Strangulation impacts all professionals working on sexual assault, domestic violence, dating violence and stalking cases.
Today, we know unequivocally that strangulation is one of the most lethal forms of domestic violence: unconsciousness may occur within seconds and death within minutes.
Strangulation is, in fact, one of the best predictors for the subsequent homicide of victims of domestic violence. One study showed that “the odds of becoming an attempted homicide increased by about seven-fold for women who had been strangled by their partner” (Journal of Emergency Medicine, 2008). Victims may have no visible injuries whatsoever, yet because of underlying brain damage due to the lack of oxygen during the strangulation assault, they may have serious internal injuries or die days, even weeks later.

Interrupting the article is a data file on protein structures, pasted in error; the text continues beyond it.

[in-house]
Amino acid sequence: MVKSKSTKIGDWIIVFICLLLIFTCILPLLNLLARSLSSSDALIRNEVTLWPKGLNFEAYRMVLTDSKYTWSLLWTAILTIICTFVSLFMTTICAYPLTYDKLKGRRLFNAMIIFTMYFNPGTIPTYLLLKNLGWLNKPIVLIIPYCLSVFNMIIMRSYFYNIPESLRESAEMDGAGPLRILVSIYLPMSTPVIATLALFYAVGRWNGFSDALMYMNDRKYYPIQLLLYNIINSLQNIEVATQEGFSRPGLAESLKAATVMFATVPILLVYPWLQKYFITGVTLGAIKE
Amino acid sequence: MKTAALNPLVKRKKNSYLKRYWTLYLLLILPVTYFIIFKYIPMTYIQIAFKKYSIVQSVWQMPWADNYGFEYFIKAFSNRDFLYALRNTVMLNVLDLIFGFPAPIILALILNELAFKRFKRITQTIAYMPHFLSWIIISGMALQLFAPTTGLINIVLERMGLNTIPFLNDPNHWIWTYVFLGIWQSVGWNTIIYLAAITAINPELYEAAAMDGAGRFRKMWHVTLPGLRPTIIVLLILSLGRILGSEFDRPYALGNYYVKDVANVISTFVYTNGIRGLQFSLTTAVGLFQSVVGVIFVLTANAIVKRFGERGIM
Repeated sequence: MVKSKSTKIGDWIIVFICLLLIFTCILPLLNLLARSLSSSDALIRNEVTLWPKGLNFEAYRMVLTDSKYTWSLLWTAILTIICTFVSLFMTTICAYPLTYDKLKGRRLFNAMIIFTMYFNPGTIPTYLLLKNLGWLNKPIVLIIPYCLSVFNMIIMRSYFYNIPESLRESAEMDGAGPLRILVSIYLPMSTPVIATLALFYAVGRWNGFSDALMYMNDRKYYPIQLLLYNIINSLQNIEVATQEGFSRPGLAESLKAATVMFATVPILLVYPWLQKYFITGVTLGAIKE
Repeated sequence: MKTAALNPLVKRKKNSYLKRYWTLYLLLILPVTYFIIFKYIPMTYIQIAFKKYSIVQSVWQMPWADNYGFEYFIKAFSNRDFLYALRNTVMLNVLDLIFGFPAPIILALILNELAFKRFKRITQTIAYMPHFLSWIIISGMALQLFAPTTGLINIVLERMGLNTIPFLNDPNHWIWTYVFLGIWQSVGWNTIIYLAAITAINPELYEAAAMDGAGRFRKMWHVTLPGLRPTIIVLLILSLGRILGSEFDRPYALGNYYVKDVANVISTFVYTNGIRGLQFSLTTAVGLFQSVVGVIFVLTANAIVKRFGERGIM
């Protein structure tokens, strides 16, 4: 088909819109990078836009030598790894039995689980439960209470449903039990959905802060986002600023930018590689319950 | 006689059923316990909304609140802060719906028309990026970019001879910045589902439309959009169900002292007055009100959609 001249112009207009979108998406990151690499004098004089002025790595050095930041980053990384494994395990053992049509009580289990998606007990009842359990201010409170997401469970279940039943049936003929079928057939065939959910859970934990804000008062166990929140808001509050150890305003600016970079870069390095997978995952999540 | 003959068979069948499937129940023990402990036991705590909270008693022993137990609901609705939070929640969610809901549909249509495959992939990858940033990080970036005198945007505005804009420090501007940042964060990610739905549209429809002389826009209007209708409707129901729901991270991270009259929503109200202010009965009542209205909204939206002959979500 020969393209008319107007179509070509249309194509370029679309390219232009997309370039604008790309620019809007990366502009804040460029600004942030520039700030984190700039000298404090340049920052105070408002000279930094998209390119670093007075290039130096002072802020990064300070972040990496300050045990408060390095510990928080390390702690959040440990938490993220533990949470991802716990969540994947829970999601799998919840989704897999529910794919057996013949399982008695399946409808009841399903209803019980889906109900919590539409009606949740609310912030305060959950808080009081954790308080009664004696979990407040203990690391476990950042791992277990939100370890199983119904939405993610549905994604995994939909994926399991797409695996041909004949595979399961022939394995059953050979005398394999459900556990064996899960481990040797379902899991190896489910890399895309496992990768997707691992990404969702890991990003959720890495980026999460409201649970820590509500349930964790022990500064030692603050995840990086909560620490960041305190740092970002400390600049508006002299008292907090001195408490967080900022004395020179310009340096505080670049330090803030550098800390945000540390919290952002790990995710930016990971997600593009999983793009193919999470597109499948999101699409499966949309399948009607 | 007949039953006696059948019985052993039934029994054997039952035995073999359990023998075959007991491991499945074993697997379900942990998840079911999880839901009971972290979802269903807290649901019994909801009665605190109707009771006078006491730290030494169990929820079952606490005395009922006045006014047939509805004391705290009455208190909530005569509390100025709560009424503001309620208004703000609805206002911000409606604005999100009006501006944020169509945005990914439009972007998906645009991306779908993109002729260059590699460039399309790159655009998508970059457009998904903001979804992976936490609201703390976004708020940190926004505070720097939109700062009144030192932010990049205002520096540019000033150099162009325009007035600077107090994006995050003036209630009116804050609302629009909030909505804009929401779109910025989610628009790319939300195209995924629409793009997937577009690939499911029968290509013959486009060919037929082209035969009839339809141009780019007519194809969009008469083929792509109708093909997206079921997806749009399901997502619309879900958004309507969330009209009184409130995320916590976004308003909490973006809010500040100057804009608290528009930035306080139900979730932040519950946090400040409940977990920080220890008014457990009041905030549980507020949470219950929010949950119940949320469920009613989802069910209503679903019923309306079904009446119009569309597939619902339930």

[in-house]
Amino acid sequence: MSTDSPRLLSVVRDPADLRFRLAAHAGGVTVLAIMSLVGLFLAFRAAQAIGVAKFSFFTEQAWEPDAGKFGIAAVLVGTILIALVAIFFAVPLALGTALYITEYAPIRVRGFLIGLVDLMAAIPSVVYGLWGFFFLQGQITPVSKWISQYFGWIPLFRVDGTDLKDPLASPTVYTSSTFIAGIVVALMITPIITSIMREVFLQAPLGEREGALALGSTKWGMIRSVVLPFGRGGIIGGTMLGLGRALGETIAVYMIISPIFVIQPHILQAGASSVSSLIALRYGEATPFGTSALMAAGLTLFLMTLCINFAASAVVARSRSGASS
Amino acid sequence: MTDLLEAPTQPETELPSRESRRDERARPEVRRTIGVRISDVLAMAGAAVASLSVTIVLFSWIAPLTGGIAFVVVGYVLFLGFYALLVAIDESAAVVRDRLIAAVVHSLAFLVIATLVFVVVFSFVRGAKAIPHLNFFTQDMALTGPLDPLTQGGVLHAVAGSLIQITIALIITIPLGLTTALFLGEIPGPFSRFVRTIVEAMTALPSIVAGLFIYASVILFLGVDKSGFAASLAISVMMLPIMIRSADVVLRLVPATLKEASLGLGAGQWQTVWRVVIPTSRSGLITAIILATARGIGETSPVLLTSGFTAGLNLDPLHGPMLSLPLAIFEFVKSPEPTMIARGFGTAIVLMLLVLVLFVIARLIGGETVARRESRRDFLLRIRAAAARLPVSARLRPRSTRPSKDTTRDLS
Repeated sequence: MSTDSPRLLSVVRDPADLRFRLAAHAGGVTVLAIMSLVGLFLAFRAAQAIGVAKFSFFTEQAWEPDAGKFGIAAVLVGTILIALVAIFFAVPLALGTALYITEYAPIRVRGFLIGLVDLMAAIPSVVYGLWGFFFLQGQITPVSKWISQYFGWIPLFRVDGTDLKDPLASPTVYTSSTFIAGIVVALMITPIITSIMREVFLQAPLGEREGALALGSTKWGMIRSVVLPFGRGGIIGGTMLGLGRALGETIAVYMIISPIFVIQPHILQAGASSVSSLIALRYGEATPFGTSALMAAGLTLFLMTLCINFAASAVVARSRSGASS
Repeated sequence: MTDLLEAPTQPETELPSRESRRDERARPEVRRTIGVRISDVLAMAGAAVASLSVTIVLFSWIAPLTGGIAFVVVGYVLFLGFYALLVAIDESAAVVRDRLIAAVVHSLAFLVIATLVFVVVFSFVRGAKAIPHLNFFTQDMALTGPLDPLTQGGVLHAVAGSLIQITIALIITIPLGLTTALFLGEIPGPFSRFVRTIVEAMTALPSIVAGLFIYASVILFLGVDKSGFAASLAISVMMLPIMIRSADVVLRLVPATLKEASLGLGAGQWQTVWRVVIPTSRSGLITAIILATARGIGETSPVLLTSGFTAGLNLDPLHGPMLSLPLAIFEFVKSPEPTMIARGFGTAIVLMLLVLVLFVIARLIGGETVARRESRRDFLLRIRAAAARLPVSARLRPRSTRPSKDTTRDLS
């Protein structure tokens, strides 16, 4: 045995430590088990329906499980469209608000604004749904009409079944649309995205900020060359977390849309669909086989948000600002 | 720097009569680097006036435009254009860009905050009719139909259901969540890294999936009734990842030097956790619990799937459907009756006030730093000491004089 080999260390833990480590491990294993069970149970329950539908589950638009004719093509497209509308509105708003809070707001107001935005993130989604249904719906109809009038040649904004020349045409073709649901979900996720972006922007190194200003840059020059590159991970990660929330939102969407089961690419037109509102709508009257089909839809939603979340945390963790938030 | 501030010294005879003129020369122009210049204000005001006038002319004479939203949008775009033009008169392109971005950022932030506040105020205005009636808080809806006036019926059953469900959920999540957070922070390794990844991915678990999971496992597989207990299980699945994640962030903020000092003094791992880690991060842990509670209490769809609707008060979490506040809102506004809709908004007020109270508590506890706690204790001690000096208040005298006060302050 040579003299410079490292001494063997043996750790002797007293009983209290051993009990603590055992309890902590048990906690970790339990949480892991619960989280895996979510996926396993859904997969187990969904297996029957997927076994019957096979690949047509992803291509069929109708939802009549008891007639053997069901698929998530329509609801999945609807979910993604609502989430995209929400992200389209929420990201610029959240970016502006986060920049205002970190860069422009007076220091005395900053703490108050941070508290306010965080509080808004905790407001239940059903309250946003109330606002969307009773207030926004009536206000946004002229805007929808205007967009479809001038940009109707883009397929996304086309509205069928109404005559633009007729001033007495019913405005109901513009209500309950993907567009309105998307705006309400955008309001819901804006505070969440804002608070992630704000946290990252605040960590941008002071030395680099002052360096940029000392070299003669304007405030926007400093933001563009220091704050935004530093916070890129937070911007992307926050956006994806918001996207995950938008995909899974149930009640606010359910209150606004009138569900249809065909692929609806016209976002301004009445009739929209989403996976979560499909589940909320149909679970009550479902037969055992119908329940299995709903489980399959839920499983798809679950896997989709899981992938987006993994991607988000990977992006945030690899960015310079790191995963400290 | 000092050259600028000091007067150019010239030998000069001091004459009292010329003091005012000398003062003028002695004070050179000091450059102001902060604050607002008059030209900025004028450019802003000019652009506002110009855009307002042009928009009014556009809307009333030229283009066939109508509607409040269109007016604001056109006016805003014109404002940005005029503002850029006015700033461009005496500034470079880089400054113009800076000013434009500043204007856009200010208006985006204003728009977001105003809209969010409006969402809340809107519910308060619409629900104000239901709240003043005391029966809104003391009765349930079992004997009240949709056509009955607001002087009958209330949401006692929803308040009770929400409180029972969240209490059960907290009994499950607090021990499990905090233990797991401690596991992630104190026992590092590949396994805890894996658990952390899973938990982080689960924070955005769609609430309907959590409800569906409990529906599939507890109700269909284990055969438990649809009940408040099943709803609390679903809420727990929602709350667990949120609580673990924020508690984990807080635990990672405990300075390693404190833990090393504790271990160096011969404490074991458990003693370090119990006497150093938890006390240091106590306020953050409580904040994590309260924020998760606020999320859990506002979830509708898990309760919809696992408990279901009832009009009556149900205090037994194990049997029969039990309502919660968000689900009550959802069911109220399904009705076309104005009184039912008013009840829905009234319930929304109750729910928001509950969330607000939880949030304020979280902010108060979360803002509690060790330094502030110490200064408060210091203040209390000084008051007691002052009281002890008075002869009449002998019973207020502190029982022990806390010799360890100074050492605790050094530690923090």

The lack of external injuries and the lack of medical training among domestic violence professionals have led to the minimization of this type of violence, exposing victims to potential serious health consequences, further violence, and even death. Not only has strangulation been overlooked in the medical literature, but many states still do not adequately address this violence in their criminal statutes, policies or responses.
Domestic Violence perpetrators who use strangulation to silence their victims not only commit a felonious assault but can be charged for an attempted homicide. Strangulation is also a form of power and control which can have a devastating psychological effect on victims in addition to the potentially fatal outcome, including suicide.